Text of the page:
Undergraduate perspective on Sports & Exercise Medicine – a BJSM blog
By Jonathan Shurlock
With significant advice and assistance from Dr Daniel Broman
Sport and Exercise Medicine (SEM) remains a relatively young specialty within the National Health Service (NHS). During my short time as a medical student, I have witnessed its development into the specialty we see today. SEM, as a specialty, continues to adapt and overcome challenges and become more integrated into NHS services. As of 1st August 2016, a new contract will be imposed upon all junior doctors working within the NHS. How will that impact SEM trainees?
Impact on SEM trainees
From a financial standpoint, the new contract benefits SEM trainees. Most, but not all, SEM NHS contracts are unbanded, with no unsocial or weekend work. This reflects the role SEM currently plays within the NHS, with most trainees working in non-emergency services. However, it does not reflect the out of hour commitments trainees have to academia, teaching and work in sport. Based on this, SEM trainees are one of the specialist groups to benefit financially from the proposed basic pay rise of 13.5%, without losing any enhanced hours pay.
The outcome of the Shape of Training Review1 may change this however, as SEM doctors may be required to assist in acute care settings, taking more time away from their SEM specific training. At the recent BASEM/FSEM annual meeting, the future of SEM in the UK and the NHS was a key topic of discussion. Dr Justin Hughes outlined the potential future of SEM training; a transition to dual specialty training, combining SEM with an acute medical specialty.
With the uncertainty currently surrounding contracts and the NHS training structure as a whole, it remains unclear what the exact impact will be on SEM trainees.
Impact on recruitment
The Association of Surgeons in Training (ASiT) shared data that suggest there has been a 10-15% fall in recruitment to acute specialties including Emergency Medicine, over the past year.1 If one takes the vigorous responses and protests to contract imposition at face value, these numbers may well continue to fall. Encouragingly this trend is not evident with SEM – competition rates for training places have remained relatively constant over the past 3 years.2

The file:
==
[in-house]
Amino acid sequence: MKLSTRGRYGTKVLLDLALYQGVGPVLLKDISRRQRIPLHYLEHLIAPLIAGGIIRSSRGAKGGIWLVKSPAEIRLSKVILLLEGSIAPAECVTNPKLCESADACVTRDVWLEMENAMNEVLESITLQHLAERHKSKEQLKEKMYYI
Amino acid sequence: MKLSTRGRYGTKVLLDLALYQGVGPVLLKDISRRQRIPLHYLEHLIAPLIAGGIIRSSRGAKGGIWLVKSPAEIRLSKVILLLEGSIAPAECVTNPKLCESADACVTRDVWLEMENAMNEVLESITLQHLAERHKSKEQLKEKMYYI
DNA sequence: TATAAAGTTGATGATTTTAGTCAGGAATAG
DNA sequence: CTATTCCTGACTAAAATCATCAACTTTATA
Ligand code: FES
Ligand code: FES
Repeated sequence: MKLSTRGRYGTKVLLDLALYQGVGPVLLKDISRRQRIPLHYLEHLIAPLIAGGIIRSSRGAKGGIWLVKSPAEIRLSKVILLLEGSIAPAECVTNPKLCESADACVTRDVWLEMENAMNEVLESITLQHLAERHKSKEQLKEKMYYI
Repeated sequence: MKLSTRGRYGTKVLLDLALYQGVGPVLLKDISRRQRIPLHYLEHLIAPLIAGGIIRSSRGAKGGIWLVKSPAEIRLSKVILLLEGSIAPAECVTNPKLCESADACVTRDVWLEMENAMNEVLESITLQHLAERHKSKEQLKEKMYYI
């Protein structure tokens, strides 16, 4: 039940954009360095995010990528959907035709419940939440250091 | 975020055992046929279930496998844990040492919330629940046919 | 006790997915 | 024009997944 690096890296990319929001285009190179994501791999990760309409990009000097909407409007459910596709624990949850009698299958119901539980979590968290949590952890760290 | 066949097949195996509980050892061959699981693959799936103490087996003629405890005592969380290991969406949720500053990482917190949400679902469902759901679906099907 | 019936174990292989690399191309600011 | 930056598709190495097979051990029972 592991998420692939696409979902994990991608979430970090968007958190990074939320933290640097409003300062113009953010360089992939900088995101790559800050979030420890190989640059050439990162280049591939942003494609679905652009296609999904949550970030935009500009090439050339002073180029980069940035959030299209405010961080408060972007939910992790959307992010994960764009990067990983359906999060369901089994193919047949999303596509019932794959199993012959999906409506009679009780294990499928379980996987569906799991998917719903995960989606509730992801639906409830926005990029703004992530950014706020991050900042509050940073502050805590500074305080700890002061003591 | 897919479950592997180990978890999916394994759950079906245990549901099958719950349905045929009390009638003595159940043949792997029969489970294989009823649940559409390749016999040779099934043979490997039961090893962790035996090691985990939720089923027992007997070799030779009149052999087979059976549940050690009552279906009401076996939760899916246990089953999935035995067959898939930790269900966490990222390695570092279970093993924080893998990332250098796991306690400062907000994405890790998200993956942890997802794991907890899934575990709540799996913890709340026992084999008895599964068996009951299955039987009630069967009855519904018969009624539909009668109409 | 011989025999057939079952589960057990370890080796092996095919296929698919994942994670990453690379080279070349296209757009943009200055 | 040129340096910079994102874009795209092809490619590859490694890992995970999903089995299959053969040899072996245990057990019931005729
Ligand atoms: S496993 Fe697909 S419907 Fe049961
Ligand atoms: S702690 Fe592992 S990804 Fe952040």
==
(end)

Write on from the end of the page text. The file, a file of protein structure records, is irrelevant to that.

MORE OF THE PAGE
Looking to the future
In the spring FSEM edition of BASEM today, Dr Natasha Jones explained that ‘To influence the NHS at a strategic level, SEM will need to continue to build an evidence base both in research environments and in pragmatic interventions’.3 However, as we know, SEM does not exist in a vacuum, and the broader medical community is sure to have impact on this vision.
From a trainee perspective, we simply seek to make sense of the situation and understand the future of SEM within the NHS. To achieve this, it is important to consider the broader impact of changes within the NHS, beyond the aforementioned financial factors. In closing, rather than arguing for one specific path forward, our aim of this blog is to promote discussion, as we view continued conversation as integral to a positive outcome for both general medical practitioners, and SEM specialists.
- The Association of Surgeons in Training. Online. Available at: https://twitter.com/ASiTofficial/status/695945762199498752 [Accessed 11/02/16]
- Joint Royal colleges of Physicians Training Board. Sport and Exercise Medicine. Online. Available at: http://www.st3recruitment.org.uk/specialties/sport-exercise-medicine [Accessed 11/02/16]
- The Faculty of Sport and Exercise Medicine (UK). BASEM Today. 2015; Issue 30:p13
Jonathan Shurlock is a medical student, currently based in Brighton. He is a research assistant at the FIMS Reference Collaborating Centre of Sports Medicine in Eastbourne, working on a series of anti-doping projects. @J_Shurlock